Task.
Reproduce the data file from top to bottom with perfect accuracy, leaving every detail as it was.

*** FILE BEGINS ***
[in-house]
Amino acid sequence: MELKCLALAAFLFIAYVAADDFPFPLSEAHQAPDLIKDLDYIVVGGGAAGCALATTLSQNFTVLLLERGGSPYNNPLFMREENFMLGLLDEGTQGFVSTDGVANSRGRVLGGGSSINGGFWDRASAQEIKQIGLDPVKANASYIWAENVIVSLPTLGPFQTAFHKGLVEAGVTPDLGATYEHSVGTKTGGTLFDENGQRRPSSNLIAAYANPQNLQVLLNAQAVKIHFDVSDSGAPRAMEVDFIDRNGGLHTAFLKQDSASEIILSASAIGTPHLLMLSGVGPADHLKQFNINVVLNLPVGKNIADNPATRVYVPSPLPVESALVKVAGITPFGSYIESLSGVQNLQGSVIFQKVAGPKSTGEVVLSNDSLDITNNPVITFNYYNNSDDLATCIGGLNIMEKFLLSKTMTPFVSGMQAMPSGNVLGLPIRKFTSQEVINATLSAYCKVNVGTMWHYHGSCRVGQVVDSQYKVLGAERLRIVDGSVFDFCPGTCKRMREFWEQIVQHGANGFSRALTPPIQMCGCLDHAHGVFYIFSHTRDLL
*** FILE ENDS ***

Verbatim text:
[in-house]
Amino acid sequence: MELKCLALAAFLFIAYVAADDFPFPLSEAHQAPDLIKDLDYIVVGGGAAGCALATTLSQNFTVLLLERGGSPYNNPLFMREENFMLGLLDEGTQGFVSTDGVANSRGRVLGGGSSINGGFWDRASAQEIKQIGLDPVKANASYIWAENVIVSLPTLGPFQTAFHKGLVEAGVTPDLGATYEHSVGTKTGGTLFDENGQRRPSSNLIAAYANPQNLQVLLNAQAVKIHFDVSDSGAPRAMEVDFIDRNGGLHTAFLKQDSASEIILSASAIGTPHLLMLSGVGPADHLKQFNINVVLNLPVGKNIADNPATRVYVPSPLPVESALVKVAGITPFGSYIESLSGVQNLQGSVIFQKVAGPKSTGEVVLSNDSLDITNNPVITFNYYNNSDDLATCIGGLNIMEKFLLSKTMTPFVSGMQAMPSGNVLGLPIRKFTSQEVINATLSAYCKVNVGTMWHYHGSCRVGQVVDSQYKVLGAERLRIVDGSVFDFCPGTCKRMREFWEQIVQHGANGFSRALTPPIQMCGCLDHAHGVFYIFSHTRDLL